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Consumers believe natural products are better, but very few shoppers have bought them in the past year.

Roper Starch Worldwide, Mamaroneck, N.Y., surveyed a national sample of 1,000 men and women to gauge their feelings about 10 natural products.

"Natural products have a good image in the marketplace," said Tom Miller, Roper senior VP. "For marketers of these products, there is great latitude to grow brands."

According to the survey, free-range chicken and eggs and organically grown produce have the most growth potential.

Forty-three percent of consumers thought free-range chicken was better than conventional chicken, but only 6% bought the product within the last year. Organic fruits and vegetables were considered better than regular produce by 53%, but were only purchased by 19%.

Mr. Miller said he thinks limited distribution is a factor, in addition to cost.

The survey also found people with higher education and incomes think natural products are better. For example, 55% of college graduates compared with 40% of non-high school graduates say natural cereal is better. Also, 56% of those with household incomes of more than $50,000 think natural cereal is better, compared with only 45% of those with incomes of under $15,000.

Even though the study shows consumers have a positive impression of natural products, Roper warns marketers need to be careful.

"Our survey shows that there is a growing skepticism toward products which make the natural claim," Mr. Miller said.

His advice to marketers: "Don't exaggerate the naturalness of the product."

Roper conducted in-home interviews in December, with questions including if participants thought a product's natural form was better than other forms. The survey has a margin of error of 3 percentage points.

Another Roper study found many print ads with environmental themes fail to attract and hold magazine reader's attention.

In a test of about 300 environmental ads, only a few companies managed to grab the reader while others failed to generate awareness.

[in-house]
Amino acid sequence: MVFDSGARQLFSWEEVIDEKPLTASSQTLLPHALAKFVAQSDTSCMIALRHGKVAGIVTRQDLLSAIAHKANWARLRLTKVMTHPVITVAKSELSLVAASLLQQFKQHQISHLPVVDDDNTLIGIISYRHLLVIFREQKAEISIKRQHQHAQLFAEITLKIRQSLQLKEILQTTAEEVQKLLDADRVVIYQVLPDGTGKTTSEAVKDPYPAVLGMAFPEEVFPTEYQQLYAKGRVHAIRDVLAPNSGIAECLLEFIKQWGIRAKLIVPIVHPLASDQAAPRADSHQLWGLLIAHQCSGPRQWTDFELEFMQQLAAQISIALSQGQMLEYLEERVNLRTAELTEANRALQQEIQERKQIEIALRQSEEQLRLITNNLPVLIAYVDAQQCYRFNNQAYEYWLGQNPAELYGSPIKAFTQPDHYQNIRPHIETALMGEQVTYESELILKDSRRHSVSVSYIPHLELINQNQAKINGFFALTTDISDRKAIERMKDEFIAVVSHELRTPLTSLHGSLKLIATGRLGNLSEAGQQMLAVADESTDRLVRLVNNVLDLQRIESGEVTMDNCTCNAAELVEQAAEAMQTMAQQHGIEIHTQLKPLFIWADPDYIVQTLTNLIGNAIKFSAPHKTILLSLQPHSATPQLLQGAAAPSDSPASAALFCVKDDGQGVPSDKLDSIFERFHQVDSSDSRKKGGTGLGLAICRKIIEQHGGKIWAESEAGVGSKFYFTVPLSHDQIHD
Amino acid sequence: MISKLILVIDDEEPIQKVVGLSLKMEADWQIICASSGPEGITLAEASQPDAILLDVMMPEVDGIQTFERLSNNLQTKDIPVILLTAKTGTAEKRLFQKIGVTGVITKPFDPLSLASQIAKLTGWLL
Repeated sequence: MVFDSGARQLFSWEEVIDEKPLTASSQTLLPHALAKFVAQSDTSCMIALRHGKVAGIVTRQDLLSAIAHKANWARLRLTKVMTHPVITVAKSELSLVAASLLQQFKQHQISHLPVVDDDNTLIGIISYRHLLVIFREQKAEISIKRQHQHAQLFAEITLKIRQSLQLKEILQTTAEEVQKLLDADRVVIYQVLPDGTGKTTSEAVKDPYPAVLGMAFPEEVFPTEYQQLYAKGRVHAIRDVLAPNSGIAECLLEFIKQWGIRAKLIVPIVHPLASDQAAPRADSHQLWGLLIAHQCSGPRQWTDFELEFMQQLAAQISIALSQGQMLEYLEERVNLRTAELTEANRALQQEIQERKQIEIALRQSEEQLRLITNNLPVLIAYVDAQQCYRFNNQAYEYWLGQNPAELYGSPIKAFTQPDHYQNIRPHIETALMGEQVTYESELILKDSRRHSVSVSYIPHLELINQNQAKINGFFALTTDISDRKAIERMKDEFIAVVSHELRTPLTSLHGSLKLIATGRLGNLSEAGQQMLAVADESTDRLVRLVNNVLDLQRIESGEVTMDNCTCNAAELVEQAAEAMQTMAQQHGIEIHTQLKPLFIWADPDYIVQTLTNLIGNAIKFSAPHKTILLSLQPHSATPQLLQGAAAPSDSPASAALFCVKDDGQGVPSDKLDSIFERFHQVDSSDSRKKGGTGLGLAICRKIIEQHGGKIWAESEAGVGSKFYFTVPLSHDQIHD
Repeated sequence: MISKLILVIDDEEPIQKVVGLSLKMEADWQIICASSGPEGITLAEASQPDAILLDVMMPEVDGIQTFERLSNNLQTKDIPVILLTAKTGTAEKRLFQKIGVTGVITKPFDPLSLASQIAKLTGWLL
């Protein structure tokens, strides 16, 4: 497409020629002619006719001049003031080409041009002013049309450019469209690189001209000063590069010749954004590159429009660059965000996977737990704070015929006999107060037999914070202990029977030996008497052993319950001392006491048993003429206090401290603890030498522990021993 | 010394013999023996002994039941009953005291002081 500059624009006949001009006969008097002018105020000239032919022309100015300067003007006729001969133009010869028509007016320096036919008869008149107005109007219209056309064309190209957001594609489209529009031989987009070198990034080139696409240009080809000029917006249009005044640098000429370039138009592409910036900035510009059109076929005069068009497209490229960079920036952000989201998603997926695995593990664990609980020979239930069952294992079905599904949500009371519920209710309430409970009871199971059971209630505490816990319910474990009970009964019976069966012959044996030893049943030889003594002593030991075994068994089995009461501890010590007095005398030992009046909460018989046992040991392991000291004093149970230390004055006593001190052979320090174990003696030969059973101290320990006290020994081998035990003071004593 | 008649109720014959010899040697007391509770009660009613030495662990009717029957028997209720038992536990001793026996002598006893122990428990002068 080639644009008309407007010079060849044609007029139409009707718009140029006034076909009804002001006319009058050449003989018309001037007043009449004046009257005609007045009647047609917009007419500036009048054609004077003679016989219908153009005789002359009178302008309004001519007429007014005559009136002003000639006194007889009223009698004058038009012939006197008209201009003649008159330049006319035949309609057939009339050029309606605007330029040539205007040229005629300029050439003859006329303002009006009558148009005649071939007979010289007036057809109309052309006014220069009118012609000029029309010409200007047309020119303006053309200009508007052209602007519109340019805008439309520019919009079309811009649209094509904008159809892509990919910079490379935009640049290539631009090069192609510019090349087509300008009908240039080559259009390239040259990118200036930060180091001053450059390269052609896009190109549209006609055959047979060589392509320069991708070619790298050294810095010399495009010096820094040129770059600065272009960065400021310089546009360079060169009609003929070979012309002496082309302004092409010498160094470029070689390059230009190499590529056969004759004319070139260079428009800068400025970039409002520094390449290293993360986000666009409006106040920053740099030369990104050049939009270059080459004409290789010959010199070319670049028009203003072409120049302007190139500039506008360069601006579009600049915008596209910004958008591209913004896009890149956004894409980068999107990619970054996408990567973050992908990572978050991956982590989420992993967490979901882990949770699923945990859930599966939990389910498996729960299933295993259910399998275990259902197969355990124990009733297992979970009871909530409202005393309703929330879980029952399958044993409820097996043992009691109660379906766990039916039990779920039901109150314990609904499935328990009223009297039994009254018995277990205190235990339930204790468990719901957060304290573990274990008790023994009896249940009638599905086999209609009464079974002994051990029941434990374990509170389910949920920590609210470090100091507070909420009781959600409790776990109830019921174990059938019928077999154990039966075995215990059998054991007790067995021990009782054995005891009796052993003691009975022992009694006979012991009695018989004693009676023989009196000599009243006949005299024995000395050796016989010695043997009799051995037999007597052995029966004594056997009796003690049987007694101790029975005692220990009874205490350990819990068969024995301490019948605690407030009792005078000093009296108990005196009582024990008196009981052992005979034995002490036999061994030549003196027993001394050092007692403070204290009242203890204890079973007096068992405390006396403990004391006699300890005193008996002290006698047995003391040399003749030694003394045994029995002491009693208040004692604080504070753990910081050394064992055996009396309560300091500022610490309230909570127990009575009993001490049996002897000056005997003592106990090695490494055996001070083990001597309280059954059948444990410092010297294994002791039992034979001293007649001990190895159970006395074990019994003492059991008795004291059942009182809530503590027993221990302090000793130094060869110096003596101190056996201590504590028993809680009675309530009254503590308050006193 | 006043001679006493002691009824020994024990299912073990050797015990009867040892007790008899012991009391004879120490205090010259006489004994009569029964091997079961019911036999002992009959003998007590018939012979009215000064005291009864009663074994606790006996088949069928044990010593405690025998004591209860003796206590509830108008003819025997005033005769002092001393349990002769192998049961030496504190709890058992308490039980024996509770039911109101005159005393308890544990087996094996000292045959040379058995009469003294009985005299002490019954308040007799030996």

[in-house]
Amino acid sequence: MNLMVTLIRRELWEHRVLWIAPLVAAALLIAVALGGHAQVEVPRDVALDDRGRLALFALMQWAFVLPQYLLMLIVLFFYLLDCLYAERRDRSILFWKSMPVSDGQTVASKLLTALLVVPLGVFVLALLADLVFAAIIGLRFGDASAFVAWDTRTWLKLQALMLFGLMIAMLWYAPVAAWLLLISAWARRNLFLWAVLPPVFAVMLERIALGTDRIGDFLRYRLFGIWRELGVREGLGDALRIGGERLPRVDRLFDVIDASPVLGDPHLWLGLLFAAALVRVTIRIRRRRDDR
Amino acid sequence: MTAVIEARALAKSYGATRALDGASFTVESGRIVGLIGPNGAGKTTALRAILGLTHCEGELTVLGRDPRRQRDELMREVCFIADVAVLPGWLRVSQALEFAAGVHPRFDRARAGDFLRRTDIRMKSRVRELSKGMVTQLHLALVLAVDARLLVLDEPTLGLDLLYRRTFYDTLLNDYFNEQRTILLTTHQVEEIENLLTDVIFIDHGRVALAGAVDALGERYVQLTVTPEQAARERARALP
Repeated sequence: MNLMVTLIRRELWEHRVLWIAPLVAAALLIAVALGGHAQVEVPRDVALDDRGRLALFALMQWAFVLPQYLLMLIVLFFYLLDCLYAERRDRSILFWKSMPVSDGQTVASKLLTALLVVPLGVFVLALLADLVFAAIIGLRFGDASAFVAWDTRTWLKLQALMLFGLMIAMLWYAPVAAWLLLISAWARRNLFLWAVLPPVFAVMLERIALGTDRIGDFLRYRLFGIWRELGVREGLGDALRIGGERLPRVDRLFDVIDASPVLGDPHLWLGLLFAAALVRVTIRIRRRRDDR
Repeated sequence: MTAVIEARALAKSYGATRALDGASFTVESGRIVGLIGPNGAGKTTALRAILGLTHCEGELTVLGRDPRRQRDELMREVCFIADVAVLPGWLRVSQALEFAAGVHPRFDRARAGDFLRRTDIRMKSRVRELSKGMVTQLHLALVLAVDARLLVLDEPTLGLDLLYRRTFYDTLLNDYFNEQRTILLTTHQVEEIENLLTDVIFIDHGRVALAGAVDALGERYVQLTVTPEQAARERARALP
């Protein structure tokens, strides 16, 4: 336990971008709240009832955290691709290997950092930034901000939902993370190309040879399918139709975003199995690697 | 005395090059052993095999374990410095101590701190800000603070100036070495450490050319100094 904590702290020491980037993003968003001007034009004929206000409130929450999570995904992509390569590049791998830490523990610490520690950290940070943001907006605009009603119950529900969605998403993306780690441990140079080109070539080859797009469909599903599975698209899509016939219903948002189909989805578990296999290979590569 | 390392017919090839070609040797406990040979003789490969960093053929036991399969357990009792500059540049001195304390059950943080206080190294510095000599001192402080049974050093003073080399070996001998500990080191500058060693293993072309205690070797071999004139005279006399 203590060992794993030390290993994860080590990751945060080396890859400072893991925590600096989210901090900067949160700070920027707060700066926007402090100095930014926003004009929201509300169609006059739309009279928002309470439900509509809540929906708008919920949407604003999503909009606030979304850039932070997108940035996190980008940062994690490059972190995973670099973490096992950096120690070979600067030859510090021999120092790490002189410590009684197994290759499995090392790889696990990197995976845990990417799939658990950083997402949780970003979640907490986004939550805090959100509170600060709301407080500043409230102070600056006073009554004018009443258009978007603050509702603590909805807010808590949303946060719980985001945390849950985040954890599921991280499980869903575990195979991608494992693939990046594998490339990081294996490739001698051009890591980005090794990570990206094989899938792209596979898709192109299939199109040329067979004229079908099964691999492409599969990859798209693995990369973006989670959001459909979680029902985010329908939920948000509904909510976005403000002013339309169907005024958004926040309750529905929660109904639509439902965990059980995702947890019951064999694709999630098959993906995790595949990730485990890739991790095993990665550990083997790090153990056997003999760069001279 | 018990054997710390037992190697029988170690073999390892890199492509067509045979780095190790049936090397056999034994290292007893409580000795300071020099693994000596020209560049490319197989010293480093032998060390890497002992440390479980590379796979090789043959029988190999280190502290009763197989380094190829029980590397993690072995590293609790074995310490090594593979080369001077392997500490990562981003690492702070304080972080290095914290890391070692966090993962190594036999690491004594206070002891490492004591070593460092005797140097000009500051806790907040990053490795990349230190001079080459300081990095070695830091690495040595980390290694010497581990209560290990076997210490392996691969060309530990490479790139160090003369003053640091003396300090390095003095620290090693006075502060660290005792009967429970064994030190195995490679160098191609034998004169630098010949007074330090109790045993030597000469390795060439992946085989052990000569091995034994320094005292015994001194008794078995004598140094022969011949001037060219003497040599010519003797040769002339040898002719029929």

"Visually powerful ads that had a good story to tell," caught the eye of most readers, said Phil Sawyer, Roper's director of communications and editor of the Starch Tested Copy, a newsletter about advertising effectiveness.

Low-interest categories fared well in the test. For example, a U.S. Council for Energy Awareness ad touting the environmental benefits of nuclear energy scored 30% above average in being remembered by readers and 17% above average in being read.

Also, companies like Asea Brown Boveri, which provide engineering systems and technology, scored well.

However, Proctor & Gamble Co.'s ads with environmental themes failed to involve readers.

An ad for the marketer's Luvs and Pampers disposable diapers scored 11% above average in capturing readers' attention, but scored 15% below average in being read.

Mr. Sawyer blamed the low readership on the fact that the ad, from D'Arcy Masius Benton & Bowles, New York, is hard to read because of the dark background.

The 1994 survey of 22,500 people asked the respondents about what magazines they had read and what ads they remembered.

Mr. Sawyer said marketers who want to use environmental themes should use beautiful illustrations to draw attention, be specific in the copy, and use powerful statements.

"Don't just tell readers about your environmental benefits, but show it in a visually powerful way," he said.

Leah Rickard coordinates Research News.

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